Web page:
"Solve the case" is a line that crops up halfway through The Butterfly House. That's the goal of Nordic noir, and Engberg sticks to the genre tradition faithfully. The language is direct. The case is simple enough: find the killer who is dumping bodies into fountains of Copenhagen. Engberg brings us precariously close to each of the suspects. Detective Jeppe Korner has more at stake than simply finding the killer. Excellent pacing keeps us riveted and our pulse increases until the sound of our pumping heart startles us. The notion of our fragile existence hangs on every page.
Hospitals are supposed to be places of healing. But in the coronary care unit at one of Copenhagen’s leading medical centers, a nurse fills a syringe with an overdose of heart medication and stealthily enters the room of an older male patient.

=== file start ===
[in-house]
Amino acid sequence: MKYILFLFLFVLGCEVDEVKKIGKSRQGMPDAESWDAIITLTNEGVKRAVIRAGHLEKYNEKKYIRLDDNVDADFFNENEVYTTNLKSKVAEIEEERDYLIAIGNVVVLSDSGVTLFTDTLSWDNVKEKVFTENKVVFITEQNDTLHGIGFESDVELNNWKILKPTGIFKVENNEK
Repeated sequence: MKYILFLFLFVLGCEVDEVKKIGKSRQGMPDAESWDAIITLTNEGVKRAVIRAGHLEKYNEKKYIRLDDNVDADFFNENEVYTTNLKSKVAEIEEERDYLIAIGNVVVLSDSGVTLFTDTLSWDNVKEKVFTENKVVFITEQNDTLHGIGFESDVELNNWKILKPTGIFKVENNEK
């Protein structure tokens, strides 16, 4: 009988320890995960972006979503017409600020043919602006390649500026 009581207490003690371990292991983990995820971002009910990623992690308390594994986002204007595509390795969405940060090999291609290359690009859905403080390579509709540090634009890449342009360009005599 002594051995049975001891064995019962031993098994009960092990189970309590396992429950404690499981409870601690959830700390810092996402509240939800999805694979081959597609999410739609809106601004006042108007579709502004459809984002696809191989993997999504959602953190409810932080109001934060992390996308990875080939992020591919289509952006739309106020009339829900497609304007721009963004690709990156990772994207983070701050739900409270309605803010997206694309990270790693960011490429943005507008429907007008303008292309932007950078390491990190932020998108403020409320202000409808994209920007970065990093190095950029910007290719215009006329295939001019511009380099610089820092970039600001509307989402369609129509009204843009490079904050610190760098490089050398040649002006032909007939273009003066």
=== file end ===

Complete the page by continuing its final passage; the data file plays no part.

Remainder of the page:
Six days earlier, a paperboy on his route in central Copenhagen stumbles upon a macabre find: the naked body of a dead woman, lying in a fountain with arms marked with small incisions. Cause of death? Exsanguination—the draining of all the blood in her body.
Copenhagen investigator Jeppe Kørner, recovering from a painful divorce and in the throes of a new relationship, takes on the case. His partner, Anette Werner, now on maternity leave after an unexpected pregnancy, is restless at home with a demanding newborn and an equally demanding husband. While Jeppe pounds the streets looking for answers, Anette decides to do a little freelance sleuthing. But operating on her own exposes her to dangers she can’t even begin to fathom.
As the “thrillingly nerve-racking” (Shelf Awareness) investigation ventures into dark corners, it uncovers the shockingly depraved greed that festers beneath the surface of caregiving institutions—and what Jeppe and Anette discover will turn their blood as cold as ice...
Number of pages: 352
Dimensions: 196 x 126 x 26 mm